“When I hit it that first time, sirens went off,” he recalled of his first time trying freebasing cocaine. “Rockets were launched. I was sent reeling through space. At the time, the physical exhilaration of smoking coke in pure form overpowered any semblance of sense I ever possessed.”
For years, James had unapologetically pursued drugs — and wild sex — along with his music. But after his mother died of cancer in 1991, James said, “There was nothing to keep me from descending into the lowest level of Hell. That meant orgies. That meant sadomasochism. That even meant bestiality. I was the Roman emperor Caligula. I was the Marquis de Sade.”
Around the same time, James was found guilty of assaulting two women. Disturbingly, one of the women claimed that James and his then-girlfriend had imprisoned and tortured her over a period of three days in his Hollywood home. He spent over two years in prison as a result.
After he was released in 1995, he tried to make a comeback in the music industry. But while James had once produced Eddie Murphy’s hit song “Party All The Time,” his own party was clearly coming to an end. In 1998, after his final album peaked at No. 170 on the Billboard charts, he suffered a debilitating stroke that abruptly halted his entire career.
Inside The Death Of Rick James
Though James spent several years out of the limelight, he made an unexpected return in 2004 — thanks to an appearance on Chappelle’s Show. Chronicling his infamous escapades to a comical effect, James introduced himself to a whole new audience who was not only happy to hear him speak but also to see him perform on stage once again at awards shows.
But later that year, he would breathe his last. On August 6, 2004, Rick James was found unresponsive in his Los Angeles home. His personal physician said Rick James’ cause of death was an “existing medical condition.” Meanwhile, his family attributed the death to natural causes. Fans awaited clarity on the legendary singer’s final hours as many grieved their loss.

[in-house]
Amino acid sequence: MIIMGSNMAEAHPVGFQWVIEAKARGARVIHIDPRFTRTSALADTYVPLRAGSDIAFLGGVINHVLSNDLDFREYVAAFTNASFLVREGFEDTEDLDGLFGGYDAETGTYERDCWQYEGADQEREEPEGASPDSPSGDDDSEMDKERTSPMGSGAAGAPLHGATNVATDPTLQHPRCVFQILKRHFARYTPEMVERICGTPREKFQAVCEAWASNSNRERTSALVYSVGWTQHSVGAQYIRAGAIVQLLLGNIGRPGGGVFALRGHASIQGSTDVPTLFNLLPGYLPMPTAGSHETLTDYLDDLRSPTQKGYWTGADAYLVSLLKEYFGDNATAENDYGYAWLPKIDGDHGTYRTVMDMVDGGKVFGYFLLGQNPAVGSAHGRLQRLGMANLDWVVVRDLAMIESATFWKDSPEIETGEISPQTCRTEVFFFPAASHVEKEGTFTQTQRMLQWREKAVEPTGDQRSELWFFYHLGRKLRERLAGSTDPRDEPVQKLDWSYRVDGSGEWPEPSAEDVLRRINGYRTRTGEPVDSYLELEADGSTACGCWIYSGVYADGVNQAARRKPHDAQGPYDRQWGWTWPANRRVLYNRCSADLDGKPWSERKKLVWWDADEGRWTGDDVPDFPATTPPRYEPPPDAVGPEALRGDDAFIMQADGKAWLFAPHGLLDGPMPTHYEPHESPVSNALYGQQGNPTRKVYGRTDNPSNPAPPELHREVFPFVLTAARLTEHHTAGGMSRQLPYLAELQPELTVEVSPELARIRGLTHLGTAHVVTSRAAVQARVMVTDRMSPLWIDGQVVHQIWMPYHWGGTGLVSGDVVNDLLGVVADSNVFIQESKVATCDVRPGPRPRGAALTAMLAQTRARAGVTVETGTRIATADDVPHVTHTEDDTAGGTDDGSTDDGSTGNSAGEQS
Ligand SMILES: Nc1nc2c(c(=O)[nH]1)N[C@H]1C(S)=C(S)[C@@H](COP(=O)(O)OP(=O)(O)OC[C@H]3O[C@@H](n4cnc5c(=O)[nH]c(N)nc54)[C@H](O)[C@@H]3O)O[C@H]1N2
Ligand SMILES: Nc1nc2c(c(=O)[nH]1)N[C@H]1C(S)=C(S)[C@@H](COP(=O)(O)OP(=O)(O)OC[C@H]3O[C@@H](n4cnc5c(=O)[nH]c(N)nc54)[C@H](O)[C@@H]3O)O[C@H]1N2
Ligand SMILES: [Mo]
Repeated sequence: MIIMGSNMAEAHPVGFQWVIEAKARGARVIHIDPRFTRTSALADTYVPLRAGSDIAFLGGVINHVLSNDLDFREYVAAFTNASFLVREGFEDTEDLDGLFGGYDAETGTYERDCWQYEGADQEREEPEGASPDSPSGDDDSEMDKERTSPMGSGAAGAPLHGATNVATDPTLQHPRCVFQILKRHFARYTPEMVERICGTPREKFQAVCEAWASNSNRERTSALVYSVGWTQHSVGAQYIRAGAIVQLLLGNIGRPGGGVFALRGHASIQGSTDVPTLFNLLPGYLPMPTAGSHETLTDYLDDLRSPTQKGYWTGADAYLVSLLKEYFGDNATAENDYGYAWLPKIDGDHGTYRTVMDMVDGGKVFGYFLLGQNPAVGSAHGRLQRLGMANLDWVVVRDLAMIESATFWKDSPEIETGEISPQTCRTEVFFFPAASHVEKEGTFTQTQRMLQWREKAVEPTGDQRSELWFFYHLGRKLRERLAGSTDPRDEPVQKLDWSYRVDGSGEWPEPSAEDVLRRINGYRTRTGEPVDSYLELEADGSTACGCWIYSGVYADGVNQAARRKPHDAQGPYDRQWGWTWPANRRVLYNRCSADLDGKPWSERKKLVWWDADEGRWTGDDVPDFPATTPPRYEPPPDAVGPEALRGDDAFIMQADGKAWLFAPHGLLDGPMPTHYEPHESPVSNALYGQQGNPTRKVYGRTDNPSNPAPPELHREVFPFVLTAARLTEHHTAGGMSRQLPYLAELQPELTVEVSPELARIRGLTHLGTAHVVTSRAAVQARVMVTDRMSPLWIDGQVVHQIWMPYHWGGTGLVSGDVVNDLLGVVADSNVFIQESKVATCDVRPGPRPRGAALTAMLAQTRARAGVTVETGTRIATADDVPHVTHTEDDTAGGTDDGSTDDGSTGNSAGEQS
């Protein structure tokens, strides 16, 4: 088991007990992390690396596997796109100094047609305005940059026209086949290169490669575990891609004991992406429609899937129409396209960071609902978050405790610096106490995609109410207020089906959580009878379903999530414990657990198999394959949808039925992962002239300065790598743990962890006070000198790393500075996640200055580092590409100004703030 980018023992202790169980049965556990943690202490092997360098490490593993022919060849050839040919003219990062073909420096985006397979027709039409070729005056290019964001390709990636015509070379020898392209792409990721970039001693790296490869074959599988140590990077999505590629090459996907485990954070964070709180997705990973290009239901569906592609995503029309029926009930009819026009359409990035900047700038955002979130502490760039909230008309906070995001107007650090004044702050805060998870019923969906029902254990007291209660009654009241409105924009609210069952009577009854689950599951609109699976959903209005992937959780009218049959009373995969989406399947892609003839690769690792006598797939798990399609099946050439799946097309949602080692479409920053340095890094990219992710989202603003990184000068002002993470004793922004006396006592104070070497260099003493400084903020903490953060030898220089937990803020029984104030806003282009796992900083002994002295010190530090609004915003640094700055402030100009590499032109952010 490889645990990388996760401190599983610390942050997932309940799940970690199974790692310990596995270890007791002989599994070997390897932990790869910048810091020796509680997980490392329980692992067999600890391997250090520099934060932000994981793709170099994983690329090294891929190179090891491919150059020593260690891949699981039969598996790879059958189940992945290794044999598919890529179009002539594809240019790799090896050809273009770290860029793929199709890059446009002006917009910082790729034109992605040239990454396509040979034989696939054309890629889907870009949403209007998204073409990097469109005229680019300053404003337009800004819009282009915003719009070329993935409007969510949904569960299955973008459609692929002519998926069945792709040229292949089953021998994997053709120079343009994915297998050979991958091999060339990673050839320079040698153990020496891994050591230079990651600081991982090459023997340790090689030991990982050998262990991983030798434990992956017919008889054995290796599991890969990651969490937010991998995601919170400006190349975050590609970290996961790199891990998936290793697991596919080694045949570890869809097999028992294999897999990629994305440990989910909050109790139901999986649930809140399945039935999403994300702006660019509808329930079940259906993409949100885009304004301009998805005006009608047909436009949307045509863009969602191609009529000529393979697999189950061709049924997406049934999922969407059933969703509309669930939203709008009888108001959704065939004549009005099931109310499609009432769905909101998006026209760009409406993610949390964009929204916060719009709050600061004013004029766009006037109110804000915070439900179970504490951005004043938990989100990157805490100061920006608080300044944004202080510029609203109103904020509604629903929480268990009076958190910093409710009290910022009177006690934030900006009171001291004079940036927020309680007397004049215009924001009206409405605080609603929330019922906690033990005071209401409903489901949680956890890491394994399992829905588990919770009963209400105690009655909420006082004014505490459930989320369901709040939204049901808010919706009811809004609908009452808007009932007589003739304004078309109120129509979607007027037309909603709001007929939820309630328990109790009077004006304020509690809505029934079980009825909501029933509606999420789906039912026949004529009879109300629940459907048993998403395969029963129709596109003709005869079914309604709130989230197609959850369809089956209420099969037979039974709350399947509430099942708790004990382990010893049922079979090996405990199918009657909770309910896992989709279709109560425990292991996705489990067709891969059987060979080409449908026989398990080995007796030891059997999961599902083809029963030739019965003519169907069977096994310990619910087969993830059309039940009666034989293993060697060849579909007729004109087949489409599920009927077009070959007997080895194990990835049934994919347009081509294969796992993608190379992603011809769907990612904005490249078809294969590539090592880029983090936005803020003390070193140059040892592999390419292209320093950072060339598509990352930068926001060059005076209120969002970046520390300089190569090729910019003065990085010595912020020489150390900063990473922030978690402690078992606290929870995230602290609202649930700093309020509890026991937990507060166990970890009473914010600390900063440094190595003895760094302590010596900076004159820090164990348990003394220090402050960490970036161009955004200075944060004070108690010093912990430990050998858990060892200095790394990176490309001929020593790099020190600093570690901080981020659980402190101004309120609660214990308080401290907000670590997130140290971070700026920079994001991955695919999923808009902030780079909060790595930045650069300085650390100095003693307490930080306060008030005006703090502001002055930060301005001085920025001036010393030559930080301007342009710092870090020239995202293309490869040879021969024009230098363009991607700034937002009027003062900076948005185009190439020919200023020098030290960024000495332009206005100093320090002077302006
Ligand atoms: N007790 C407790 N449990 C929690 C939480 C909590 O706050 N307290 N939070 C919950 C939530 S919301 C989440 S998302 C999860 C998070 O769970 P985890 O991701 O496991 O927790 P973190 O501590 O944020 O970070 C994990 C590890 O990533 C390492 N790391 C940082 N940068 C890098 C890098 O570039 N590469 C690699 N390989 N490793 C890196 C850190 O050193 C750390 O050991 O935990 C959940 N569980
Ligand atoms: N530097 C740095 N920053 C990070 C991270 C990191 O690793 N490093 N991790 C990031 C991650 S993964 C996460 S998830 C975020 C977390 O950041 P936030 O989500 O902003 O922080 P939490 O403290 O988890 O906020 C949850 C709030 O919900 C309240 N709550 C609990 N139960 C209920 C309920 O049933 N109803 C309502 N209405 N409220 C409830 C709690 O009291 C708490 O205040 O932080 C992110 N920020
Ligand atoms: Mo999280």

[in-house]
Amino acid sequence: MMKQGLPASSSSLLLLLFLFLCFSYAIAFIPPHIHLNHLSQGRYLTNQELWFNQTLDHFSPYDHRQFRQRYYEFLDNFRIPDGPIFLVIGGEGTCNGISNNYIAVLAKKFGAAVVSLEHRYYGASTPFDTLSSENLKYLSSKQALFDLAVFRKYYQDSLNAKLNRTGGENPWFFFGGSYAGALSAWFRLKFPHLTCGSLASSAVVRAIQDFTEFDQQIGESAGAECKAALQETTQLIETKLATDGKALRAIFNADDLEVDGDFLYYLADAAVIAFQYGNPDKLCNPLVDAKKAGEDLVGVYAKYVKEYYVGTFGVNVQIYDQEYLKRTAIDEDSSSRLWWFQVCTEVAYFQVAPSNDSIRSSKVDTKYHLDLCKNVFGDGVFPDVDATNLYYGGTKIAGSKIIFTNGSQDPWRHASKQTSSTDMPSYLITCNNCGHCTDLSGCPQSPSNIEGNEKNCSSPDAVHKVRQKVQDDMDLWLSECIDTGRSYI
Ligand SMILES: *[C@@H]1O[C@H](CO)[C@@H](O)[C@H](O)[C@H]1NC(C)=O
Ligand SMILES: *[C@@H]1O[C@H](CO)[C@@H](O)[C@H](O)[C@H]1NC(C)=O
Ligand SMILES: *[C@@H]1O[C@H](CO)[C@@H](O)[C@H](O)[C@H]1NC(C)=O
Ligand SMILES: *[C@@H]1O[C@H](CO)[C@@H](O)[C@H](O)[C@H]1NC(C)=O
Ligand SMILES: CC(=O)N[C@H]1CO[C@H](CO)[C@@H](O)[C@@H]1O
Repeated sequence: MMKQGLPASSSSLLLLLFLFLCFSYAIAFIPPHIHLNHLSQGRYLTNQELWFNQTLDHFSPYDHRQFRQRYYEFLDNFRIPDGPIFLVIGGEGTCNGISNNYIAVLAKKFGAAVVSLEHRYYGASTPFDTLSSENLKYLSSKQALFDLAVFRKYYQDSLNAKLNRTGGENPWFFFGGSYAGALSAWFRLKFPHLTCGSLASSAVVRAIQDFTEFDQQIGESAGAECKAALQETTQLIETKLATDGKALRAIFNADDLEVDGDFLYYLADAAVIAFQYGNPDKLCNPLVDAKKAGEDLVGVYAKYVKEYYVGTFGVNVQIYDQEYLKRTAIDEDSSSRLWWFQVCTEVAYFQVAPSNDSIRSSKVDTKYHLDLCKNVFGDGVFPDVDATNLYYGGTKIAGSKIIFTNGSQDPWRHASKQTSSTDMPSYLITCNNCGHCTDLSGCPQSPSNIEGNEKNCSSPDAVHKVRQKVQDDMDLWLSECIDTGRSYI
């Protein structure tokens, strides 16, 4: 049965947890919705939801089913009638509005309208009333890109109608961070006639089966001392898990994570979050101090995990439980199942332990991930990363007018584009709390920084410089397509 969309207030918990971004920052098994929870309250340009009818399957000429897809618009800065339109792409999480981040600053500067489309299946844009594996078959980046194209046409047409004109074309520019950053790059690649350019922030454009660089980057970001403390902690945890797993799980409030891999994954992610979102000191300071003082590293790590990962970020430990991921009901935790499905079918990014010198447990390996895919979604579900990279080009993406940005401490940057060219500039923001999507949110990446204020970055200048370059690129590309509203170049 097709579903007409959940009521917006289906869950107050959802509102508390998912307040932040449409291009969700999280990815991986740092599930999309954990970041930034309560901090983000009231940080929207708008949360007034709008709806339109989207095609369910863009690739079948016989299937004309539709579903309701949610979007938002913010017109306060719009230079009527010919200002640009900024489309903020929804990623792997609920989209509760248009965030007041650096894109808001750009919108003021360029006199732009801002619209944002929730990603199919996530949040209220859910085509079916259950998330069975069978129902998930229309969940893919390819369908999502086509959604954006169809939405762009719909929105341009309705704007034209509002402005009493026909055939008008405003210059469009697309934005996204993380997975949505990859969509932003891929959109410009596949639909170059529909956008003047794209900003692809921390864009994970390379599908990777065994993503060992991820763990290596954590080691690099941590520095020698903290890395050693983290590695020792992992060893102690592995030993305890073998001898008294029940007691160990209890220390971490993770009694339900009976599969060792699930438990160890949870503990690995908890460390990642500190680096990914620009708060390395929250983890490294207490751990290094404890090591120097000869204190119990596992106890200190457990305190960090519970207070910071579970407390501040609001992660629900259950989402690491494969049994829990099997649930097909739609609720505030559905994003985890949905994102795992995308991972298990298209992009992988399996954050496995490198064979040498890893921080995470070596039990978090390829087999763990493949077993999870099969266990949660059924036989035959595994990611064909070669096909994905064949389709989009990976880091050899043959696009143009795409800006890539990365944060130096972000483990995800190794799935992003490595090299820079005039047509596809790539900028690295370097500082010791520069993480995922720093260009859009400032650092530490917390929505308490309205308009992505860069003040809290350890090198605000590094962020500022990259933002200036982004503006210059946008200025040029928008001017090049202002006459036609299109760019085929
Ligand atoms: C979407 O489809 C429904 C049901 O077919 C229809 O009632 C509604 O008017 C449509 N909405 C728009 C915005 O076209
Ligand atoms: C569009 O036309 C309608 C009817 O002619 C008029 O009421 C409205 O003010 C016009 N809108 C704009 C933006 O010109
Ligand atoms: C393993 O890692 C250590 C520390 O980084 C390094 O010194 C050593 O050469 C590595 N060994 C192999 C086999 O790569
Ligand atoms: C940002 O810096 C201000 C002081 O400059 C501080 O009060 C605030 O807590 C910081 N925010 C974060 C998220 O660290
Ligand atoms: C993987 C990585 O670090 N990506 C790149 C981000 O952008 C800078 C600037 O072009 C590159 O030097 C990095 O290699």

“Today the world mourns a musician and performer of the funkiest kind,” announced Recording Academy president Neil Portnow, shortly after Rick James’ death. “Grammy winner Rick James was a singer, songwriter, and producer whose performances were always as dynamic as his personality. The ‘Super Freak’ of funk will be missed.”
On September 16th, the Los Angeles County coroner revealed Rick James’ cause of death. He died of a heart attack, but had nine drugs in his system at the time, including meth and cocaine. (The other seven drugs included Xanax, Valium, Wellbutrin, Celexa, Vicodin, Digoxin, and Chlorpheniramine.)
Just a couple of months before he died, Rick James had accepted a Lifetime Achievement Award at the Rhythm & Soul Awards that was made of smooth glass. He then famously quipped, “Years ago, I would have used this for something totally different. Cocaine is a hell of a drug.”
Though he insisted in his later years that he had kicked his old habits, his toxicology report clearly showed that wasn’t the case. While Rick James’ cause of death was not a drug overdose, it’s possible that the substances in his body — as well as his past drug abuse — contributed to his demise.
By the time the tragic report was revealed, it had already been weeks since James was laid to rest. Around 1,200 people had attended the public memorial. “This is his moment of glory,” his daughter Ty said at the time. “He would’ve loved to have known he had this much support.”
In the end, the coroner ruled Rick James’ death an accident. It was ultimately a heart attack that led his body to shut down for good. And while the singer had ingested a cocktail of substances and medications before his final moments, none of the drugs had directly caused him to die. During James’ funeral, journalist David Ritz recalled a fitting sendoff.
“A giant joint was placed atop one of the speakers facing the mourners,” Ritz wrote of the otherwise somber scene. “Someone lit it. The smell of weed began drifting over the hall. A few turned their heads to avoid the smoke; others opened their mouths and inhaled.”
After learning about the death of Rick James, read about the last days of James Brown. Then, take a look at 33 photos of the crack epidemic that ravaged America in the 1980s and early ’90s.